Yesterday evening as we headed out for our usual Thursday evening activities, She Who Must Be Obeyed noticed that the nearby Blockbuster video shoppe was dark and empty.
Ave atque vale, local Blockbuster. Requiescat in pace. We hardly knew ye. Barukh Dayan Emet.
The fate of the local outlet notwithstanding, Blockbuster itself is still functioning. The company filed for Chapter 11 bankruptcy protection back in September 2010, its finances having been crippled by competition from online content delivery services like Netflix and customer-friendly kiosk operations like Redbox. Their original plan was to keep over 3,000 of their 4,000 stores running, but the money just wasn’t there despite the company’s having liquidated their entire Canadian business.
Eight months ago, Dish Network bought Blockbuster at auction for the fire-sale price of $300 million. They’re hoping to keep 500-600 Blockbuster stores open, a fraction of their former glory. The one at Providence and Johnson Ferry Roads was not one of them.
Blockbuster is not out of the woods. Only time will tell if Dish Network can leverage their satellite-based programming with Blockbuster’s inventory of physical media storage assets, or whether they can reconfigure Blockbuster’s content delivery technology to compete in today’s marketplace.
They’ve evolved in the past, successfully making the transition from renting VHS videotape cassettes to DVD’s and Blu-Ray discs. But those were still physical delivery systems that used the old business model of people going to a store. And you had to go twice: to rent and then to return. That encouraged an ongoing rent-return-rent cycle, but it also meant that customers had to get up off of their butts and burn some gasoline.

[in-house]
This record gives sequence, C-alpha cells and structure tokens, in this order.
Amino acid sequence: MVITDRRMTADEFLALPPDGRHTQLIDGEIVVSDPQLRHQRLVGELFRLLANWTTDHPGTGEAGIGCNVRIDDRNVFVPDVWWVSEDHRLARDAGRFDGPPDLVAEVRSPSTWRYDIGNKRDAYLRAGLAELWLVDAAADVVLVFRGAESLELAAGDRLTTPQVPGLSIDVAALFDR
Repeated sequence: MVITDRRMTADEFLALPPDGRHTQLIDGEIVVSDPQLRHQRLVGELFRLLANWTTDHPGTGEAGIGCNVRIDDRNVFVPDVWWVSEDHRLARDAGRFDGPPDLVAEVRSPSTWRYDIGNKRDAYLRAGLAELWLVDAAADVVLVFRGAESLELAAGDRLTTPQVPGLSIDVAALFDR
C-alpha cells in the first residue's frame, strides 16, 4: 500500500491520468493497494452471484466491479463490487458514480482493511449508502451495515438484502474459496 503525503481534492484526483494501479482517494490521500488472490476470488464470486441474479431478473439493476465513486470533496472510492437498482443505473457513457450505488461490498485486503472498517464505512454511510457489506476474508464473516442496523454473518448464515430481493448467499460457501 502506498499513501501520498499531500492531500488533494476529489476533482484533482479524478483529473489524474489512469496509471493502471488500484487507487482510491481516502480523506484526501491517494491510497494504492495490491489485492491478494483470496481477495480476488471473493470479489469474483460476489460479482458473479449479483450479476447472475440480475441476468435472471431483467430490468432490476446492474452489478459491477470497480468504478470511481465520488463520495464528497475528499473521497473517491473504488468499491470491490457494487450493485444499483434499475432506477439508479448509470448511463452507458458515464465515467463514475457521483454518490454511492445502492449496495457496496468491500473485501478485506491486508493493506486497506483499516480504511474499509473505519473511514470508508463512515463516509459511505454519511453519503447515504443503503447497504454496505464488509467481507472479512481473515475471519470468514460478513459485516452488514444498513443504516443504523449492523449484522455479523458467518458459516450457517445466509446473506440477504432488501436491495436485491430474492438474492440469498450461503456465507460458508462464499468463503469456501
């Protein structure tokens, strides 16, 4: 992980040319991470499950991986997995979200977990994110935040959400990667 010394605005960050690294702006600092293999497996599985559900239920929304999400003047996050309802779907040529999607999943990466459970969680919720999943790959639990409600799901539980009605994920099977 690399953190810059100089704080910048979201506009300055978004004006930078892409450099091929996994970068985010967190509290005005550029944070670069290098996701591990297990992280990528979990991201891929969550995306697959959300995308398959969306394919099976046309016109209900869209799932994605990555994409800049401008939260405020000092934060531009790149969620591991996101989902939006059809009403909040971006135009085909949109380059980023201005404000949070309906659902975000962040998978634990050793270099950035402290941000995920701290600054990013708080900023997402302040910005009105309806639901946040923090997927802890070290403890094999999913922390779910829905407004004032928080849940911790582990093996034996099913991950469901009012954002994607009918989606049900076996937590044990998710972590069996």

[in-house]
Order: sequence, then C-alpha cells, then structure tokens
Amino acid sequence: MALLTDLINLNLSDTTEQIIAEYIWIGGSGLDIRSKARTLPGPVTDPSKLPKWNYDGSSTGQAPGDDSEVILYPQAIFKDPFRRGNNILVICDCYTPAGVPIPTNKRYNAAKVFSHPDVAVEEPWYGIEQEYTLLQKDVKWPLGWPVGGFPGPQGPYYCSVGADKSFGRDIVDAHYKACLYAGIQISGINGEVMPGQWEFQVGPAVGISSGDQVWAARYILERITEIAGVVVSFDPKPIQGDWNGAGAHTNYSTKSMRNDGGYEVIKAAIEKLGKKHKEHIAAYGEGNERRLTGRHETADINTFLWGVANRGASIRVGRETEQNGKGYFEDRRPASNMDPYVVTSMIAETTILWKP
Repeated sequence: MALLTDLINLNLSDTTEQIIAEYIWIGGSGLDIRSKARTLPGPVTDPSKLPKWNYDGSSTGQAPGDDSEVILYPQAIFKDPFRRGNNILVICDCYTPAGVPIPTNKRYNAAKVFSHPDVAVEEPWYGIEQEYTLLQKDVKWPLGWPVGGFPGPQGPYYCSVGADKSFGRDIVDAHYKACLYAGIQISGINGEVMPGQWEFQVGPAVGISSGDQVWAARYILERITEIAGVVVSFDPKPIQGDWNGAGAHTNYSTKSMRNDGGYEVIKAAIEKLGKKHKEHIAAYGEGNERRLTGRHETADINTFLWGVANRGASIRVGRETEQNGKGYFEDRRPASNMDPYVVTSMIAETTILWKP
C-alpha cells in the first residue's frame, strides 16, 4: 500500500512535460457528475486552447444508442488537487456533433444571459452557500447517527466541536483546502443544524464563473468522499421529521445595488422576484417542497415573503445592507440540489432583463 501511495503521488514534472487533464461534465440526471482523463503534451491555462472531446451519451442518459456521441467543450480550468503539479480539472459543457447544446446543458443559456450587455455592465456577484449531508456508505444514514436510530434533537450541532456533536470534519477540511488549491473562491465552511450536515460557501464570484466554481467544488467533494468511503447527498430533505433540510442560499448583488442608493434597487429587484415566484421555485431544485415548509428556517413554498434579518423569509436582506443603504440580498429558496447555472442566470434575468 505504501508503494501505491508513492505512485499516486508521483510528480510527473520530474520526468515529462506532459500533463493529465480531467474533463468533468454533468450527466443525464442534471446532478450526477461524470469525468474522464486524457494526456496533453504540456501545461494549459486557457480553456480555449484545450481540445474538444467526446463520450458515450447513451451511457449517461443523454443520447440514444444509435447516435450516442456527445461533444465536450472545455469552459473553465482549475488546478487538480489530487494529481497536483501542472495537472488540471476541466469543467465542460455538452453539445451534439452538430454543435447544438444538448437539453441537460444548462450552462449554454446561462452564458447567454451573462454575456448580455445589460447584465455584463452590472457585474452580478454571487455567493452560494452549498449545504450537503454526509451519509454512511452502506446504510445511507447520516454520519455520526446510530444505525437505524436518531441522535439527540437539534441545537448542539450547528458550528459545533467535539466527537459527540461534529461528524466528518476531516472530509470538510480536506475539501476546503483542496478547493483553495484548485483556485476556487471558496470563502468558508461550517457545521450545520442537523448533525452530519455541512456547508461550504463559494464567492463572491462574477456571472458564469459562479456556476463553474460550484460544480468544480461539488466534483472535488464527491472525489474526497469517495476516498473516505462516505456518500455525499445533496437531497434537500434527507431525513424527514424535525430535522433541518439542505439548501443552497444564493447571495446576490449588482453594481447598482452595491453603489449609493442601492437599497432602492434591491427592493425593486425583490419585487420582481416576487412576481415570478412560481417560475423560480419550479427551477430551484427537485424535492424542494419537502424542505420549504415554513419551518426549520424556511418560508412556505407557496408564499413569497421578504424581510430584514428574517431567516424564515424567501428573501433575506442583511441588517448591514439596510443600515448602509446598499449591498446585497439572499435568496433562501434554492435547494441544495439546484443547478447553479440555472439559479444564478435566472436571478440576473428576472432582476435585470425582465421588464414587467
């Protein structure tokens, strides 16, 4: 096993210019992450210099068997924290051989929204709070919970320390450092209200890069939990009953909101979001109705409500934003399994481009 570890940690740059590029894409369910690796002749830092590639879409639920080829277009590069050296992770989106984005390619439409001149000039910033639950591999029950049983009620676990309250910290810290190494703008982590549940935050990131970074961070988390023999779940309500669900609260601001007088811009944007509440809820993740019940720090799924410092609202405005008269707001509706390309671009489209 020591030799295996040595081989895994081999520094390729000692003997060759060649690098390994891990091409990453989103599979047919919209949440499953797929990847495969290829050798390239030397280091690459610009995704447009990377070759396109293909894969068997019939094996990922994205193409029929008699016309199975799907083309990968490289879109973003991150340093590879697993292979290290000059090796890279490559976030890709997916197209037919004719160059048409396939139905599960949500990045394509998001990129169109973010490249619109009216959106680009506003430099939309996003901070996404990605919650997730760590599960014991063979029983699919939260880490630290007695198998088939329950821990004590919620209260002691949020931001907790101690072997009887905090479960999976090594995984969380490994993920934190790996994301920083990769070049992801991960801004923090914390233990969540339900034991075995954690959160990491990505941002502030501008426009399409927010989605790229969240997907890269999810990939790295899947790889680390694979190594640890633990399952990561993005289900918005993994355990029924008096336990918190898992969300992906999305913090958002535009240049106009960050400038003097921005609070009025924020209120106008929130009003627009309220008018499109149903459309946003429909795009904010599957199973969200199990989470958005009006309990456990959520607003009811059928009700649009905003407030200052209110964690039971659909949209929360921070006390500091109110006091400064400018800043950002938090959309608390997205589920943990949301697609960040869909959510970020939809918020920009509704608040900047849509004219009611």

Netflix helped kill that model. With videos as accessible as your mailbox (provided you were willing to wait a couple of days), you no longer had to go anywhere. And if you were out running errands, why, there was now a Redbox kiosk at the local supermarket - cheap and easy. Finally, with broadband-driven streaming, there was no longer any need for physical data storage media: you could just slurp your movies right from the Internet’s data-firehose.
The Blue Box is not the first brick-and-mortar entertainment retailer to run up against the hard realities of the digitally enabled consumer marketplace. It was just a few months ago that Borders bit the dust most unceremoniously. It won’t be the last, either. The Amazons of this world are hungry, and they will eat.
To evolve fast enough to compete with all that, Blockbuster and their new corporate masters will need to be imaginative and nimble. I’m not hopeful... but I still carry my Blockbuster card against the hope that they may yet succeed.